The White House recognized the University of Chicago Crime Lab and Urban Education Lab on Monday for their efforts to prevent youth violence, and announced $10 million in new funding for anti-violence research and programming involving UChicago scholars.
The announcements were connected to a town hall meeting held at the Walter Jones Education Campus in Washington, D.C., at which President Barack Obama announced more than $100 million in funding for the “My Brother’s Keeper” national initiative.
The $10 million for the Crime Lab and Urban Education Lab will support programs and research focused on improving schooling and reducing violence involvement among youth from disadvantaged neighborhoods in Chicago.
The new funding includes $6 million from the Eunice Kennedy Shriver National Institute of Child Health and Human Development (NICHD) of the National Institutes of Health to the Crime Lab and Urban Education Lab, and $4 million provided by the Chicago Public Schools.
These resources will support an expansion of two promising interventions—Youth Guidance’s Becoming a Man (BAM) program and high-dosage academic remediation delivered by Match Education—to thousands of youth in the city of Chicago’s west and south sides. The new NICHD grant is also helping support the Crime Lab and the Urban Education Lab to study impacts on the long-term life outcomes of participating youth using the same randomized controlled trial methods that provide gold-standard evidence in medicine.
My Brother’s Keeper, announced by Obama earlier this year, is committed to finding and fostering solutions that help improve life opportunities for young men of color. As part of the foundation for that effort, the White House has cited evidence that Crime Lab and Urban Education Lab researchers have gathered on the effectiveness of the BAM and Match programs in Chicago.
A recent pilot study by the Urban Education Lab has shown that the combination of these programs can dramatically increase test scores, school attendance and chances of graduating from high school among program participants. Previous studies of BAM also have shown substantial reductions in arrests for violent crime among young people who participated.
“Our goal is to ensure that young people growing up in disadvantaged urban neighborhoods all across America have the best chance possible to succeed in school and avoid involvement with the criminal justice system,” said Jens Ludwig, the McCormick Foundation Professor of Social Service Administration, Law and Public Policy in the School of Social Service Administration and the Harris School, as well as the director of the University of Chicago Crime Lab, and co-director of the University of Chicago Urban Education Lab. “To do that, we need to know how to take these programs to scale and maximize the amount of social good they can achieve per dollar spent. That is the ultimate objective of the work that will be supported by our new grant from the National Institutes of Health.”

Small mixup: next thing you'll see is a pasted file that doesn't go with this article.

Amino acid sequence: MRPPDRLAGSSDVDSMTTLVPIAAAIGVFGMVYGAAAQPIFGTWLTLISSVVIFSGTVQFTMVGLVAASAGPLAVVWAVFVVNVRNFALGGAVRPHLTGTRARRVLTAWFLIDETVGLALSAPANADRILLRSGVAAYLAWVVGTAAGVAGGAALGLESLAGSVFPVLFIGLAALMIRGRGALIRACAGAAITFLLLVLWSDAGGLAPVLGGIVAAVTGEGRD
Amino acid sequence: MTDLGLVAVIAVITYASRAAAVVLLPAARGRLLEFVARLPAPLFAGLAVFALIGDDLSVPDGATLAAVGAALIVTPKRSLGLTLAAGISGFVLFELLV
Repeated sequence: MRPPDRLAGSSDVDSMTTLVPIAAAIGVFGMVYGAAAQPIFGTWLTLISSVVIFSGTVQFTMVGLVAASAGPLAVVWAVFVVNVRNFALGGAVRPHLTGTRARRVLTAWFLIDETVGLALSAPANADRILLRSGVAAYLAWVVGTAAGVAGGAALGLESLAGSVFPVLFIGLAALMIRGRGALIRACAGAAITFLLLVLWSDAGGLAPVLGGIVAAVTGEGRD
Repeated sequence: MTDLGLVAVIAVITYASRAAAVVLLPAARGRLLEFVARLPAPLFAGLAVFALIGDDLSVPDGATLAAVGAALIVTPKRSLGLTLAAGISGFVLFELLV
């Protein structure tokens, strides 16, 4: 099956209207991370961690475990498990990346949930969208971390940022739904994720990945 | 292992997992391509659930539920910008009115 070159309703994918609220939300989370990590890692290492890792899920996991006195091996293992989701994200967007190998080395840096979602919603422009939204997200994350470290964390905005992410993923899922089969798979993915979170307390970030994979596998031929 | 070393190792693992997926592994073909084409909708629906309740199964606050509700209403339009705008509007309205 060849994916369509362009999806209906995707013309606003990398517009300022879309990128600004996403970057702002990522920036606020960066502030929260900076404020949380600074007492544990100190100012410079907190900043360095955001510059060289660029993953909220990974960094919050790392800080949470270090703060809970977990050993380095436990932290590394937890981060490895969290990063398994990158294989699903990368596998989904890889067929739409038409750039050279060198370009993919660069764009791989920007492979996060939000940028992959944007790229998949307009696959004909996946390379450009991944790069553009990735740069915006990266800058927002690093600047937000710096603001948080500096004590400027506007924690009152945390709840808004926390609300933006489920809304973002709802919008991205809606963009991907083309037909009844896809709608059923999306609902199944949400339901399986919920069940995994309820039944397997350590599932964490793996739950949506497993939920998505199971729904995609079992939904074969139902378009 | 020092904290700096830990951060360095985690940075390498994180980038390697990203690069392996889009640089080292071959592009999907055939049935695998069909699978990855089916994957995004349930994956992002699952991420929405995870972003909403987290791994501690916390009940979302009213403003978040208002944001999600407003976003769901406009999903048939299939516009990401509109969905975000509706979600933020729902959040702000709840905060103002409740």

“An important part of our institute’s mission is to ensure that all children have the chance to achieve their full potential for healthy and productive lives,” said NICHD Director Alan E. Guttmacher. “Youth growing up in disadvantaged circumstances face particular challenges in achieving that full potential. So we welcome research on ways to navigate these challenges, to improve lifelong outcomes for all youth.”
The announcement includes a goal of expanding the BAM and Match programs beyond Chicago to three to five new cities over the next three years.
“We are heartened by the president’s leadership in this area and encouraged by the growing body of research suggesting that there are social programs that can and do work. Giving up on disadvantaged youth simply must not be an option,” said Roseanna Ander, executive director of the Crime Lab. “To that end, we are grateful for the support from NIH and for Mayor Rahm Emanuel and Chicago Public Schools CEO Barbara Byrd-Bennett’s commitment to rigorously testing promising interventions and to expanding those that work.”
The president said the new funding commitments from foundations, private and public businesses and organizations from across the country will be used to help put boys and young men of color on the path to success.
“The Crime and Urban Education labs undertake the highest quality, multi-disciplinary research to guide policymakers and transform young people’s lives nationwide. I expect the work announced by the President Obama today will pay dividends for generations to come,” said Timothy Knowles, the John Dewey Director of the Urban Education Institute and co-director of the Urban Education Lab.